[Gmsh] Hdf5 files and gmsh

paul francedixhuit paul18fr at gmail.com
Sun Mar 22 16:50:03 CET 2020

 Hi All

Recently I found interesting discussions about hdf5 and gmsh (see
https://gitlab.onelab.info/gmsh/gmsh/issues/552). On my side I had to look
to xmdf format 2 years ago that seemed to be interesting to my applications
(mechanical engineering). Finally I gave up because of difficulties and
xdmf developments not really active.

I'm using hdf5 files through h5py Python library to deal with huge amount
of data, in either static conditions or transitory ones.

In the meantime gmsh team has developed the format 4.1 and I've to dig into
it;  I saw about Python API and I'm not familiar with, but not sure that's
I'm looking for. In my opinion it'll be very useful and powerful to be able
to import datasets from hdf5 files directly from the gmsh *native* file,
especially for post-processing purposes; let me developing:

- by import I mean calling, not intending to write it in an ascii format;
similar to "h5.get" for people who are familiar to h5py library

- I'm not speaking about HPC modelings where huge meshes and models can be
post-processed using dozens or hundreds of cores, but about a common PC or
a working station having limited resources compared to HPC servers,

- When working on models having a million of 2nd order elements, and dozens
of time steps, dealing with different variables (up to 3 displacement
components, up to 6 for the stress ones, and so on), *all results cannot be
loaded in a single native .pos file* due to obvious computing limitations

While using hdf5 in native gmsh file, I've been thinking it may answer to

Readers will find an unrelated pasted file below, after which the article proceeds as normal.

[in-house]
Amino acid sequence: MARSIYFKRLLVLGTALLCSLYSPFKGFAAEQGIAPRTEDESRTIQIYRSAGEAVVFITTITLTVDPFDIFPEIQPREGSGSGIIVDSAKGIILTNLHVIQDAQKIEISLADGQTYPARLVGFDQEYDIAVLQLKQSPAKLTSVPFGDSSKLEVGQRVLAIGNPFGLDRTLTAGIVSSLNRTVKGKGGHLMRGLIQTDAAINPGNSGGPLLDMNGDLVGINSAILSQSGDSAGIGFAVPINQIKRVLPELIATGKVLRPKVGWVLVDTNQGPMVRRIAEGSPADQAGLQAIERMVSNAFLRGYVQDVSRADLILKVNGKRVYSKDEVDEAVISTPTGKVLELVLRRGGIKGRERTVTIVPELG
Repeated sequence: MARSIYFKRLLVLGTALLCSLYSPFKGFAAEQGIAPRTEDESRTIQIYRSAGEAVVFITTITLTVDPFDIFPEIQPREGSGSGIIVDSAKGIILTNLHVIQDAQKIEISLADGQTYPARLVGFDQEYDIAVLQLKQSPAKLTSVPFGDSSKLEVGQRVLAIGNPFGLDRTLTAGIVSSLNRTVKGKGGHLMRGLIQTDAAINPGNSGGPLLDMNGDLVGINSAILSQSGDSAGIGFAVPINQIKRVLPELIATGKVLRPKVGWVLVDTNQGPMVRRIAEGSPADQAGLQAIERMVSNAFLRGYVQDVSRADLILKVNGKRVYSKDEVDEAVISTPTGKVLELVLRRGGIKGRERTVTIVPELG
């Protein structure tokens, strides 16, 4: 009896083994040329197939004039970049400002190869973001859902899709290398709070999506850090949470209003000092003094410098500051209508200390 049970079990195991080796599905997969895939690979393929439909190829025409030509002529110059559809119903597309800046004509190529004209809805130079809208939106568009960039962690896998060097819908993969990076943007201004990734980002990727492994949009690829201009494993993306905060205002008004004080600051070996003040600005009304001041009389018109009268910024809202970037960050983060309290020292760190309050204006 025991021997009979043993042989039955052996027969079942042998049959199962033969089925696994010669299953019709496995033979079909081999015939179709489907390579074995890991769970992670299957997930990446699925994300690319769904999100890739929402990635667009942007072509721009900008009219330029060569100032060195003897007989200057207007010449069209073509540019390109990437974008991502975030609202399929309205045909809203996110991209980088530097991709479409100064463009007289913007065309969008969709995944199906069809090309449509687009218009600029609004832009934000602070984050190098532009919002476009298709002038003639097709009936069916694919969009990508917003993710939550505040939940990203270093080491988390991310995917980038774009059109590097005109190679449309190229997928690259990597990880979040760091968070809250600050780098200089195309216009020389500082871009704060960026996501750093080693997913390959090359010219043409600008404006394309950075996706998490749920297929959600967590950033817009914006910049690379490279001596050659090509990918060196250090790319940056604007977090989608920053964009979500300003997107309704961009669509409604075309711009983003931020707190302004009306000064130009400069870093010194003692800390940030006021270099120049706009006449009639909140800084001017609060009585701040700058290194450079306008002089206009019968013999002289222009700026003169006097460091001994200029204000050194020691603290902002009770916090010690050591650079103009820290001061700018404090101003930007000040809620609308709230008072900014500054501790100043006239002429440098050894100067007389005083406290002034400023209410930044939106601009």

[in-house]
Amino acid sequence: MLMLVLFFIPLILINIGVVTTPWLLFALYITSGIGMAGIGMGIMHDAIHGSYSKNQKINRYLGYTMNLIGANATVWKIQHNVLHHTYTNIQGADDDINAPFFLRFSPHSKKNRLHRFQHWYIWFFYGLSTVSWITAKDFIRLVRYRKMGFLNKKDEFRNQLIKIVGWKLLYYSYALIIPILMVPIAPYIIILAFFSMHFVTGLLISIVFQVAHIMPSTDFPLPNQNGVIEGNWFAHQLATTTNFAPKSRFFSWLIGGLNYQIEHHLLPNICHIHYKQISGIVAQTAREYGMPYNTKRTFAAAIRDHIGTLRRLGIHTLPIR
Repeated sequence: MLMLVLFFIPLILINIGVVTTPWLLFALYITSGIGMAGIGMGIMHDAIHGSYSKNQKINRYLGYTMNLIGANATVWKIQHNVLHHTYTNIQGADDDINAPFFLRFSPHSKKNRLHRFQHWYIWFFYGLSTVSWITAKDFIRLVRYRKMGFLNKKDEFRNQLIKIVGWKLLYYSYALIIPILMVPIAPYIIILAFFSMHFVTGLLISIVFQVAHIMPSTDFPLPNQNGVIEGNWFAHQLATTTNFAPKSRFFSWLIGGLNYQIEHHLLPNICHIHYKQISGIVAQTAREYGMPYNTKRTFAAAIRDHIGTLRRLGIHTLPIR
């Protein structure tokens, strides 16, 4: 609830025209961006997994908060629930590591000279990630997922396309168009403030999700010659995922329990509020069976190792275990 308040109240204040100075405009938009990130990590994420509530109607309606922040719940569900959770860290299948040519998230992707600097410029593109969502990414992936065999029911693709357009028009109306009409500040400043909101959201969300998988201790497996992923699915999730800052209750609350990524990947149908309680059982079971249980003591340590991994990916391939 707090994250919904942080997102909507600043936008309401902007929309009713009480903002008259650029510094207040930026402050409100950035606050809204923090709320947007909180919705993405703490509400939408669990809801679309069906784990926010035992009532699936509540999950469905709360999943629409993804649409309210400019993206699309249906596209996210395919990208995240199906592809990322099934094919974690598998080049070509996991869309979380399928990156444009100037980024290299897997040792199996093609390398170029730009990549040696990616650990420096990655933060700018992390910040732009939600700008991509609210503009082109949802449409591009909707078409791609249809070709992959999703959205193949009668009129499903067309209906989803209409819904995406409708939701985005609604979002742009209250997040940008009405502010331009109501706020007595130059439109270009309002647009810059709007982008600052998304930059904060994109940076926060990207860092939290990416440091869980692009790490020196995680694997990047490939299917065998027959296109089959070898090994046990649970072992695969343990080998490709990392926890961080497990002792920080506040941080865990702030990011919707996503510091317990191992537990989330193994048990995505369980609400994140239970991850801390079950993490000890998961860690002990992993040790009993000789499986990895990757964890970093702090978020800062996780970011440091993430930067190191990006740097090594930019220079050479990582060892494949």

this because:

- *hdf5 files are optimized for I/O* in terms of speed and memory; for
example only datasets you need are loaded and not the entire file: it's
fast accordingly

- data can be compressed in hdf5 file

- a dataset is a block of data (typically a matrix)

- in practice in gmsh, only some data are plotted at the same time and not
all: for example not relevant to plot Von Mises stress and equivalent
strain at the same time, or as well initial time step and final one

- in other word, only what you need is "uploaded" through something like
import "myhdf5\dataset129" (is slicing will be possible?)

- each dataset is built following gmsh format

- *as many import as necessary* will be done due to different dataset
sizes: one per element type (triangles, quads, tets, hex, wedges, and so on)

- 1 dataset per element = elements ordering might be a limitation I think
(speed down), except if it can be anticipated

- if slicing not possible, well data must be duplicated (higher file size),
but fast reading in practice

- and so on

I've been using hdf5 files for some time, and it's now an essential part of
my data management: I'm sure gmsh will take huge advantages to integrate it.

I'll be happy to discuss further about it

Thanks to gmsh team for their works

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